North Korea's latest satellite launch attempt, which is set to occur from 12th April onwards, is to take place from the Tongchang-ri launch site, North of Pyongyang. The Kwangmyongsong-3 satellite is to use a Unha 3 three stage launch vehicle (a derivative of the Taepodong missile) to fly into a near polar orbit and will use an imaging payload to image the Earth.
Tongchang-ri is a different launch site from the Musudan-ri launch site of two previous Uhna launches, both of which failed to achieve orbit. Some analysts suspect that these flights were never intended to do so and were actually Taipodong ballistic missile tests. This time North Korea is making a more convincing case that their launch is serious about putting a satellite into orbit. It has invited space experts and journalists from several countries to observe the launch.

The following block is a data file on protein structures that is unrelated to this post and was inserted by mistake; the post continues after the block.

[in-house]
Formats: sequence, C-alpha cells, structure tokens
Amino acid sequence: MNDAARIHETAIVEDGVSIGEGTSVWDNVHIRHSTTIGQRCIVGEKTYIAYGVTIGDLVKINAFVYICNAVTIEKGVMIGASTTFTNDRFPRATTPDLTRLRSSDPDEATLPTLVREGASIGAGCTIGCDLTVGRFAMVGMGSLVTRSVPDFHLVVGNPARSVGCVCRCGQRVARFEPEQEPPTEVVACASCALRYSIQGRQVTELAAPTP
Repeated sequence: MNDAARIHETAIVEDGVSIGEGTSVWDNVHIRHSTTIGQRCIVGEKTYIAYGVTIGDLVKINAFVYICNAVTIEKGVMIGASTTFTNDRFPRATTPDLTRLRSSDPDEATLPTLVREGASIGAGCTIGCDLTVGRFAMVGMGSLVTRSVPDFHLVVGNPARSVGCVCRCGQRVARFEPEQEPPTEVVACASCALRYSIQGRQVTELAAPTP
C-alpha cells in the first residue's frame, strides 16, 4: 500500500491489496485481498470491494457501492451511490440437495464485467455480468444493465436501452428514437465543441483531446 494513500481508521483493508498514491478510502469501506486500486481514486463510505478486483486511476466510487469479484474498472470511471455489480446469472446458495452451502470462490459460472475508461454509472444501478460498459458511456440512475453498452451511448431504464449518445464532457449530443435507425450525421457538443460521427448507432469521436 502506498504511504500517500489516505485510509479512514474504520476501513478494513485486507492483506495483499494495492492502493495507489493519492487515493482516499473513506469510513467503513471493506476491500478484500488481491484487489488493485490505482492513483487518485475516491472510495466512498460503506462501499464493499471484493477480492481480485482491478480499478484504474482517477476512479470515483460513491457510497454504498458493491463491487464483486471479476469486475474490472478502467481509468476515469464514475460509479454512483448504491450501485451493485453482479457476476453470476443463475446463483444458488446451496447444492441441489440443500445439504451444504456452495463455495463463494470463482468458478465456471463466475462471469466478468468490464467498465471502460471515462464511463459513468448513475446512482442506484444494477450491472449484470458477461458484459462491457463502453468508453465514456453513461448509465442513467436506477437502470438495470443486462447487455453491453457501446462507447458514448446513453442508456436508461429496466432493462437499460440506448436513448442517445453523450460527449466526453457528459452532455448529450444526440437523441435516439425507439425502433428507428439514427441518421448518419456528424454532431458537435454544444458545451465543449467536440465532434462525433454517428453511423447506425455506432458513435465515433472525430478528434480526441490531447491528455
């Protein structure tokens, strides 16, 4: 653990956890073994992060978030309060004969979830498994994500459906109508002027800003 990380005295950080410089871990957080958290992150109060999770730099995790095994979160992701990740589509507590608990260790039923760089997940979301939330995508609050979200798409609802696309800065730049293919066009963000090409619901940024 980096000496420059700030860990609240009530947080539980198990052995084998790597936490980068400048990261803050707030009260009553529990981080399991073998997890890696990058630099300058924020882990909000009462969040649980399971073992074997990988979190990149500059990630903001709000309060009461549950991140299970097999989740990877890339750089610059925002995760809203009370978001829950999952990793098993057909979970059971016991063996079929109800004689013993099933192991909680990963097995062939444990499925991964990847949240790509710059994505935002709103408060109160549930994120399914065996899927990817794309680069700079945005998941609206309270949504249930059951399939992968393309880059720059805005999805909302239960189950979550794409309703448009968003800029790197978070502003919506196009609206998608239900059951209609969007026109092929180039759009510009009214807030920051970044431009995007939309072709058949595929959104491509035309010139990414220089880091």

While some nations declined to send any space experts citing that the UN had urged North Korea not to perform the launch, those experts and journalists who are attending were surprised to be shown the actual satellite to be flown which was not apparently in clean-room conditions. In other words, the flight is suspected to be more about testing capability of the rocket rather than the spacecraft.
To achieve the planned orbit, a launch trajectory is set to head southwards, just skirting islands near South Korea, before heading over the Philippines. For air and shipping safety, North Korea has released a NOTAM (Notice to Air Men) warning with details of its expected rocket stage landing zones in the Yellow Sea and Philippine Sea.